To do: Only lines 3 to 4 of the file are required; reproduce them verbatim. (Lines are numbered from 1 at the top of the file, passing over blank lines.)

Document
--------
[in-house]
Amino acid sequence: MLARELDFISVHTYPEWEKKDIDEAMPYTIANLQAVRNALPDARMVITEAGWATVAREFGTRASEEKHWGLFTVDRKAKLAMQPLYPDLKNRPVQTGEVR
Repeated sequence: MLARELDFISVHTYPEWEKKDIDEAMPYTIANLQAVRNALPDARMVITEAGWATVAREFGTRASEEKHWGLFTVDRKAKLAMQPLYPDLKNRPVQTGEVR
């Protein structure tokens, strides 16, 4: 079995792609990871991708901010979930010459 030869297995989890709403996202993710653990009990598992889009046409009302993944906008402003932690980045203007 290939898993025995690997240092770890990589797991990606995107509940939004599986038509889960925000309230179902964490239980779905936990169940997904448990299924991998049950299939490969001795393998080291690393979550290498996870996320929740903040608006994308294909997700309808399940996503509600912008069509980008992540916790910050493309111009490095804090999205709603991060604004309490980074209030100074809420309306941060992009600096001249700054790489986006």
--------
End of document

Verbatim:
Repeated sequence: MLARELDFISVHTYPEWEKKDIDEAMPYTIANLQAVRNALPDARMVITEAGWATVAREFGTRASEEKHWGLFTVDRKAKLAMQPLYPDLKNRPVQTGEVR
């Protein structure tokens, strides 16, 4: 079995792609990871991708901010979930010459 030869297995989890709403996202993710653990009990598992889009046409009302993944906008402003932690980045203007 290939898993025995690997240092770890990589797991990606995107509940939004599986038509889960925000309230179902964490239980779905936990169940997904448990299924991998049950299939490969001795393998080291690393979550290498996870996320929740903040608006994308294909997700309808399940996503509600912008069509980008992540916790910050493309111009490095804090999205709603991060604004309490980074209030100074809420309306941060992009600096001249700054790489986006």